Assignments and evaluation

ENGL 262: British Literature from 1660 to 1900 (Winter 2015)

All written assignments should be submitted on the due date to your tutorial leader at the beginning of tutorial, or by 4:00 at the English Department Office.

General. All typed assignments must follow these guidelines:

  • Use 12-pt Times New Roman, double-spaced, with normal (2.54 cm) margins;
  • Double-sided printing is acceptable;
  • Do not include a separate title page: include your name, student number, and TA’s name at the top of the first page;
  • Essay should have a title that describes your topic or hints at your argument (rather than “Final Essay,” use something like “Gender and Race in Jonathan Swift’s Gulliver’s Travels” or “Christina Rossetti’s Sonnets as Anti-Sonnets”)
  • A bibliography of works cited is necessary, even if you’re citing only one text (there is no need, however, to include a separate page for the bibliography);
  • References must conform to MLA style.
  • The use of reference works (dictionary, encyclopedia, etc) is strongly recommended, but you cannot use secondary critical literature (critical essays, online analyses, etc).

Tutorial (30%)

  • Participation & attendance (25%): Excellent participation means consistent, active, respectful and pertinent comments and questions in tutorial, as well as participation in exercises held in tutorial (including reading quizzes, submitted discussion questions if requested by your TA, etc). Your TA may decide to devote a specific portion of this 25% to one or more small in-tutorial assignments and activities.

Participation also includes contributing to the course website or making pertinent suggestions for topics for me to bring up in lecture. Contributions to the website may include short textual analyses, responses to class discussion, or more informal thoughts relevant to the course. Online submissions must be sent to me in the body of an email (no attachments, please).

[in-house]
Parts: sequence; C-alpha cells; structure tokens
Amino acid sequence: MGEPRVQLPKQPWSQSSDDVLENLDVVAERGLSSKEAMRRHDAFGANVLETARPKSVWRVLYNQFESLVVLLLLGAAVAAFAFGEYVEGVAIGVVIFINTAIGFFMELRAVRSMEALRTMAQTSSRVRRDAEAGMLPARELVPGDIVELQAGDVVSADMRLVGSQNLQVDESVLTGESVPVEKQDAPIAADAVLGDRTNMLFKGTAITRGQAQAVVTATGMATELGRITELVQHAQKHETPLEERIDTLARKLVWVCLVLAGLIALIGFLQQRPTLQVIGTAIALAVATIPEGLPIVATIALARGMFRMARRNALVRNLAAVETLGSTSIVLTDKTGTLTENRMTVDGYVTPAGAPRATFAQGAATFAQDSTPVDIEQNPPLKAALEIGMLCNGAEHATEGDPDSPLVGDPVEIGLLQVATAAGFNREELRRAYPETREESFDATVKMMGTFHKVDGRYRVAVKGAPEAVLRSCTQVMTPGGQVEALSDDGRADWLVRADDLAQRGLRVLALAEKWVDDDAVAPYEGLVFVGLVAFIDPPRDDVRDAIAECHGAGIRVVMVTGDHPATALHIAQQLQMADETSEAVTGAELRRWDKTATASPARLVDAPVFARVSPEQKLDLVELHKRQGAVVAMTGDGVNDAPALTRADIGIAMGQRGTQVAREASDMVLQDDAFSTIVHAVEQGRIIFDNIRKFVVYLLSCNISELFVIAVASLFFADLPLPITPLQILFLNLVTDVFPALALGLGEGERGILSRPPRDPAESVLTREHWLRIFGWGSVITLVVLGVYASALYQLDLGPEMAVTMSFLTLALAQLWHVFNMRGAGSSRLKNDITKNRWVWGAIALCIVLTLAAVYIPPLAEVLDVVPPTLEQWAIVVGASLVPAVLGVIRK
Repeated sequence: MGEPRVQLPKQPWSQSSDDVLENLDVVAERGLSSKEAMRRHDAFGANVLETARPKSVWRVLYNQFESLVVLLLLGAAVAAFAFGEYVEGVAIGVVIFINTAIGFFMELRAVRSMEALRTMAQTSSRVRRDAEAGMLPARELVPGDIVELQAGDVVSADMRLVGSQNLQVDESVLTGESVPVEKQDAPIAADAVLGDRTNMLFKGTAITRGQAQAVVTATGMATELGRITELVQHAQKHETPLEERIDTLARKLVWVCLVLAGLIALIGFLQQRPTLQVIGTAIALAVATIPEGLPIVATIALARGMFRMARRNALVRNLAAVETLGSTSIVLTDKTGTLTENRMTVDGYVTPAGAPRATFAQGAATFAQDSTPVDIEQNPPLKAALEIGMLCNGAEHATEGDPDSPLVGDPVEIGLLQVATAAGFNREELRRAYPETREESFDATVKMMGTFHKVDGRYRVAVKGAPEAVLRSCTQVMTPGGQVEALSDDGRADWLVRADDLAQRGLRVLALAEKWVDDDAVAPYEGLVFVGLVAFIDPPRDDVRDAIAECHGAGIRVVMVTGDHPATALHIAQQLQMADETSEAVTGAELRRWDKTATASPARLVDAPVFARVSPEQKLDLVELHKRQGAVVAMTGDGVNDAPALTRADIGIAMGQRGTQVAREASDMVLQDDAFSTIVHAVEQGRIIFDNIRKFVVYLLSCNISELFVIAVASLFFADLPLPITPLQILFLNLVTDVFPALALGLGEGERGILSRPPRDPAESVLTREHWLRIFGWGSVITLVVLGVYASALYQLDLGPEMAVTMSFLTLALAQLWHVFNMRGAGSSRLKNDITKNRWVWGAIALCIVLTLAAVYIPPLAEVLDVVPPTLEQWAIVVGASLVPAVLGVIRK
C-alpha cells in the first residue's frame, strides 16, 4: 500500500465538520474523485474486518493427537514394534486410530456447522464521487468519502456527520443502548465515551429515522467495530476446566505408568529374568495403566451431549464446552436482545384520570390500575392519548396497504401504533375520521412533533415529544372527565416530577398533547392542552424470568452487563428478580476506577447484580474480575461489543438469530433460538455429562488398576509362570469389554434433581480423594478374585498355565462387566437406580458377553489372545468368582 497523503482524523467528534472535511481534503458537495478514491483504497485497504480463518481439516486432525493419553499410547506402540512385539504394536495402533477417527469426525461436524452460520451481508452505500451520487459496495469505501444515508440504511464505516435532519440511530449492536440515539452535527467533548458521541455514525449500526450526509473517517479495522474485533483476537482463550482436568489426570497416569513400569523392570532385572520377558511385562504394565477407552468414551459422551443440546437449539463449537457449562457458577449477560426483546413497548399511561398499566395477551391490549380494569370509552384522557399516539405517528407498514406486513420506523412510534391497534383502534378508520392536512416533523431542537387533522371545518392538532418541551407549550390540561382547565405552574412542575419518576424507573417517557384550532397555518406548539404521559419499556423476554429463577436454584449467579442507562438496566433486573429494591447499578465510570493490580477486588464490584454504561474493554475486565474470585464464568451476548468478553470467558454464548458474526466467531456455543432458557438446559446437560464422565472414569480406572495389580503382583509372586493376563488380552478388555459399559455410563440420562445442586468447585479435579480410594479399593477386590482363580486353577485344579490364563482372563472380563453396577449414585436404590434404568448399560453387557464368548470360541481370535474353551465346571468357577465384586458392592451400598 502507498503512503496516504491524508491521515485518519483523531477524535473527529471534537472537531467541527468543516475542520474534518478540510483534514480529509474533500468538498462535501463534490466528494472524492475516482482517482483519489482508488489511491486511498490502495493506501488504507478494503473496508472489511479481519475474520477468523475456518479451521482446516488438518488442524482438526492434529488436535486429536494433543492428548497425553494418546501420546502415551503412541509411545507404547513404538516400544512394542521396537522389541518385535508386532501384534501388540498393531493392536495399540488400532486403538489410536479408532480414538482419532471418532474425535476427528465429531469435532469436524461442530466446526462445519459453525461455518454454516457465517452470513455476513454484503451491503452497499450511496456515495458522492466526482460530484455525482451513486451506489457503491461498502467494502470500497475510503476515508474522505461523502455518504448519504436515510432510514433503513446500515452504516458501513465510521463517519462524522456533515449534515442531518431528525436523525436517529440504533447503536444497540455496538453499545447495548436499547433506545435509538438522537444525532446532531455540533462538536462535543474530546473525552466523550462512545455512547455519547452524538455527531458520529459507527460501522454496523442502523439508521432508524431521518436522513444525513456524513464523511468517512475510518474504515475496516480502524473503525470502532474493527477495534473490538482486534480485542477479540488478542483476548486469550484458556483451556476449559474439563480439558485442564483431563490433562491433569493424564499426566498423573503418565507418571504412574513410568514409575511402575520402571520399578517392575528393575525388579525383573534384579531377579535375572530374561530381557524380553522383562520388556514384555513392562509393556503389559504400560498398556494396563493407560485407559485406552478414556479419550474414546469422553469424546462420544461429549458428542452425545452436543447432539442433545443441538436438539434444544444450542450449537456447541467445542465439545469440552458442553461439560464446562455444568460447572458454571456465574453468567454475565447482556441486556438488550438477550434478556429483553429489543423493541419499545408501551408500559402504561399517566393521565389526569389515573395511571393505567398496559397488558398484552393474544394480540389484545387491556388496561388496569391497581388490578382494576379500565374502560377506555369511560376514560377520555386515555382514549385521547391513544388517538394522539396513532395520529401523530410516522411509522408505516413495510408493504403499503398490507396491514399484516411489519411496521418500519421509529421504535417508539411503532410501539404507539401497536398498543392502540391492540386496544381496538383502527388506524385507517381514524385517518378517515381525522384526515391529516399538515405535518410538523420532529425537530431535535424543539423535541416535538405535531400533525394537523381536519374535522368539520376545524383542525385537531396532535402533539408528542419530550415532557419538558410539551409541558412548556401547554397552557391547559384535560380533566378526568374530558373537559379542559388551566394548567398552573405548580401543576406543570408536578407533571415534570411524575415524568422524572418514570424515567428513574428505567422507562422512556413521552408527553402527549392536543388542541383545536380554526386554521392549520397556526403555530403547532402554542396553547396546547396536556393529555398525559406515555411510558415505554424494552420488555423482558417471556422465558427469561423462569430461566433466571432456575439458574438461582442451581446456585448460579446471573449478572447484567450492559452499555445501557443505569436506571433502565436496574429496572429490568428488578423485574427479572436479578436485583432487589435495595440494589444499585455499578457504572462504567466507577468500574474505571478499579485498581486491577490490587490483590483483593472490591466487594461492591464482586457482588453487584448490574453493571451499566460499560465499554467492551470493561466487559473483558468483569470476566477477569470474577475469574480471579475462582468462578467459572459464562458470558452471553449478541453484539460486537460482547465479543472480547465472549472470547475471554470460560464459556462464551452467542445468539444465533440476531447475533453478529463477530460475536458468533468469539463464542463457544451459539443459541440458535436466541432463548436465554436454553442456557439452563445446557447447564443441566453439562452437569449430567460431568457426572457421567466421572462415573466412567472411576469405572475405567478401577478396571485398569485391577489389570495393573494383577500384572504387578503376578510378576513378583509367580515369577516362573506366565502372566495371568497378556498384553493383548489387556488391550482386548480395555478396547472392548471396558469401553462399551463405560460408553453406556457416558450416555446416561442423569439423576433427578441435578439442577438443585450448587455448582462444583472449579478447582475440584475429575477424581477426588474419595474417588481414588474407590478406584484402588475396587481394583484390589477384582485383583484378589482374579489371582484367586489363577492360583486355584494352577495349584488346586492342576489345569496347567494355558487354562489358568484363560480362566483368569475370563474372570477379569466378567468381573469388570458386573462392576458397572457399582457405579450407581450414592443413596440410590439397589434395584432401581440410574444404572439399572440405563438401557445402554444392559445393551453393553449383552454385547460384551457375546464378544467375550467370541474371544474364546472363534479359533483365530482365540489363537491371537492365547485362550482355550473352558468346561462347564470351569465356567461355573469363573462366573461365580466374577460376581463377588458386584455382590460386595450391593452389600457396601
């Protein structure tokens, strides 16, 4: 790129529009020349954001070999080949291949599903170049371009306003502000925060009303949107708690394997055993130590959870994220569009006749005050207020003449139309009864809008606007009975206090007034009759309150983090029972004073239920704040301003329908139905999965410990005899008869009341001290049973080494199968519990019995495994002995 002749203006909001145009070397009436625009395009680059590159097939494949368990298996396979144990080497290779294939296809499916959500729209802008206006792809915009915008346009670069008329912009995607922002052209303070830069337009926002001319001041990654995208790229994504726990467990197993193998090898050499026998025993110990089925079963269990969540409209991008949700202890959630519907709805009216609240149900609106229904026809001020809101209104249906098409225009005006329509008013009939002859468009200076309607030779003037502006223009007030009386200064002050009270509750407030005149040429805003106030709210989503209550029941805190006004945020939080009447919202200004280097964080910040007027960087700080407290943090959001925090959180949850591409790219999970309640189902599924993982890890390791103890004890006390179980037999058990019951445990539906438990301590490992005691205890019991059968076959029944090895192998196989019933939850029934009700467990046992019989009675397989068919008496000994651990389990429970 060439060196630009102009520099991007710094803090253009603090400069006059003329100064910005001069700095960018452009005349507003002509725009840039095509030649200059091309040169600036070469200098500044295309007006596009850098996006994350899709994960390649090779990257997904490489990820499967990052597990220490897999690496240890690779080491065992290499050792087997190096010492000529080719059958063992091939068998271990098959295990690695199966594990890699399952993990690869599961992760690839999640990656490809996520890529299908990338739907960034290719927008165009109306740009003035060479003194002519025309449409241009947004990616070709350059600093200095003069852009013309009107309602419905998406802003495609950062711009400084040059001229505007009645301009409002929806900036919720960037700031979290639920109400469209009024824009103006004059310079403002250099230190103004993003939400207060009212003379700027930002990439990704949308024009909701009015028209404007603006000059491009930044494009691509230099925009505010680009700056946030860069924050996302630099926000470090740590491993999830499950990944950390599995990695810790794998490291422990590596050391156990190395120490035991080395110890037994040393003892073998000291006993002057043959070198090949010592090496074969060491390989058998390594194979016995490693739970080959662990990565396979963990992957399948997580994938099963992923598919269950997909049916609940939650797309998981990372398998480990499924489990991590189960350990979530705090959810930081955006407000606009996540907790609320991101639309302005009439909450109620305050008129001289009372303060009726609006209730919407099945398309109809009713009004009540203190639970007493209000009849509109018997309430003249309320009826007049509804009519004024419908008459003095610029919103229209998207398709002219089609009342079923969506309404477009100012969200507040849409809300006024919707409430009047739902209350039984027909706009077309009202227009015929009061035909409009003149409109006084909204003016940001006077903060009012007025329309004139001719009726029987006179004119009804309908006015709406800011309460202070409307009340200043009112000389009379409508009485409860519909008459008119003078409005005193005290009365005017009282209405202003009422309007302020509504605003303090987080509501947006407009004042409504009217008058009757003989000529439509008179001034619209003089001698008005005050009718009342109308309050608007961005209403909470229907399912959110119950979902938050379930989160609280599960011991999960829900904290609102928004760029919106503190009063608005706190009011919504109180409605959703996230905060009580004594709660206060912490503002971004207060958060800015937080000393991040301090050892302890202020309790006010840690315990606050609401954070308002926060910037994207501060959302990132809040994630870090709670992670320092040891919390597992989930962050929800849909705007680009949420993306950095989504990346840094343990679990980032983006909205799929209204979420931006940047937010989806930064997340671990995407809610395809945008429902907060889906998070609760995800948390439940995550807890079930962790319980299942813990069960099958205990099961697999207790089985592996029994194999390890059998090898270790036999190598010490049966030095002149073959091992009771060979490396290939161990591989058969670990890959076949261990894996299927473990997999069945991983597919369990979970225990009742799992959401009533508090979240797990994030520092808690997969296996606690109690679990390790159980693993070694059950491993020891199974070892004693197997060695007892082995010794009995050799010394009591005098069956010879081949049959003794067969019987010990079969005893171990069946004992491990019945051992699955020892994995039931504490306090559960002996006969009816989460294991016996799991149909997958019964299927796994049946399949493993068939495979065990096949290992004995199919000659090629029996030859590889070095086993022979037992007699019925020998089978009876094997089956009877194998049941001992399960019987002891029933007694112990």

• In-tutorial essay (5%): on January 28, the tutorial hour will be devoted to writing a short essay on a passage selected from a pre-circulated list. Think of this assignment as an investment—a chance to get comments and advice early on from your tutorial leader—that can help you boost your grade on the more weighty assignments later on.

Poem comparison (15%): approx. 3 pages long, due March 4 (Monday). Do a comparative close-reading of one of the following poem pairs. For detailed instructions, click here.

John Keats, “To Sleep” (online only) & Charlotte Smith, “To Sleep” (BABL IV.46)
Smith, “To Night” (BABL IV.46) & Shelley, “To Night” (BABL IV.751)
William Blake, “Holy Thursday” (Songs of Innocence) & “Holy Thursday” (Songs of Experience) (BABL IV.67, 69)
Percy Shelley, “Ozymandias” (BABL IV.735) & Horace Smith, “Ozymandias” (online only)
Robert Burns, “To a Mouse” (BABL IV.146) & Anna Laetitia Barbauld, “The Mouse’s Petition” (online only)

Essay (25%): 4.5 – 5.5 pages long. Essay topics are posted here. Evaluation will be based on clarity and persuasiveness of the argument; on effective use of textual evidence to support the argument; on quality of writing; and on originality and insight. Due April 1.

Final exam (30%): the final exam will comprise three parts: (1) definition of terms; (2) short answers to four pre-circulated questions; (3) essay questions. For all three parts, you will be given a choice of questions to answer. The exam will take place on April 22 at 14:00. (This is not the official exam schedule: please be sure to check your official exam schedule on MyConcordia.)


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